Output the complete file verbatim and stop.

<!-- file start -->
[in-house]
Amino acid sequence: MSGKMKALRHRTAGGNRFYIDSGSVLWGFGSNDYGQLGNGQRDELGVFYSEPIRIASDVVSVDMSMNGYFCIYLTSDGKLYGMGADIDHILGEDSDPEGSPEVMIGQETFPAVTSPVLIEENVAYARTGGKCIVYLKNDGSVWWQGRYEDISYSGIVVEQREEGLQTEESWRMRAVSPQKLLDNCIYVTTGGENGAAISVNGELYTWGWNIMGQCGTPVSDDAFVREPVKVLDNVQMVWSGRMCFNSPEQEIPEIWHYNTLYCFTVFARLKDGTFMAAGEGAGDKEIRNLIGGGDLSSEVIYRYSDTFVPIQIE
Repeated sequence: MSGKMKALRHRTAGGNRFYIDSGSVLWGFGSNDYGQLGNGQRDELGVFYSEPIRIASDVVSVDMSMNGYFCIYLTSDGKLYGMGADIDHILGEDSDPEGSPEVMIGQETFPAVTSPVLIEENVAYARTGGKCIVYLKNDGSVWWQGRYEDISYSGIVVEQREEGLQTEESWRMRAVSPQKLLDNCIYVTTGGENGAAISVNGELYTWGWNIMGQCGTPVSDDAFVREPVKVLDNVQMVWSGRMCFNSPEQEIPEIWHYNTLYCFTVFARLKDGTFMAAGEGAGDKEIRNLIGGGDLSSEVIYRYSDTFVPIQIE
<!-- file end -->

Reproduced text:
[in-house]
Amino acid sequence: MSGKMKALRHRTAGGNRFYIDSGSVLWGFGSNDYGQLGNGQRDELGVFYSEPIRIASDVVSVDMSMNGYFCIYLTSDGKLYGMGADIDHILGEDSDPEGSPEVMIGQETFPAVTSPVLIEENVAYARTGGKCIVYLKNDGSVWWQGRYEDISYSGIVVEQREEGLQTEESWRMRAVSPQKLLDNCIYVTTGGENGAAISVNGELYTWGWNIMGQCGTPVSDDAFVREPVKVLDNVQMVWSGRMCFNSPEQEIPEIWHYNTLYCFTVFARLKDGTFMAAGEGAGDKEIRNLIGGGDLSSEVIYRYSDTFVPIQIE
Repeated sequence: MSGKMKALRHRTAGGNRFYIDSGSVLWGFGSNDYGQLGNGQRDELGVFYSEPIRIASDVVSVDMSMNGYFCIYLTSDGKLYGMGADIDHILGEDSDPEGSPEVMIGQETFPAVTSPVLIEENVAYARTGGKCIVYLKNDGSVWWQGRYEDISYSGIVVEQREEGLQTEESWRMRAVSPQKLLDNCIYVTTGGENGAAISVNGELYTWGWNIMGQCGTPVSDDAFVREPVKVLDNVQMVWSGRMCFNSPEQEIPEIWHYNTLYCFTVFARLKDGTFMAAGEGAGDKEIRNLIGGGDLSSEVIYRYSDTFVPIQIE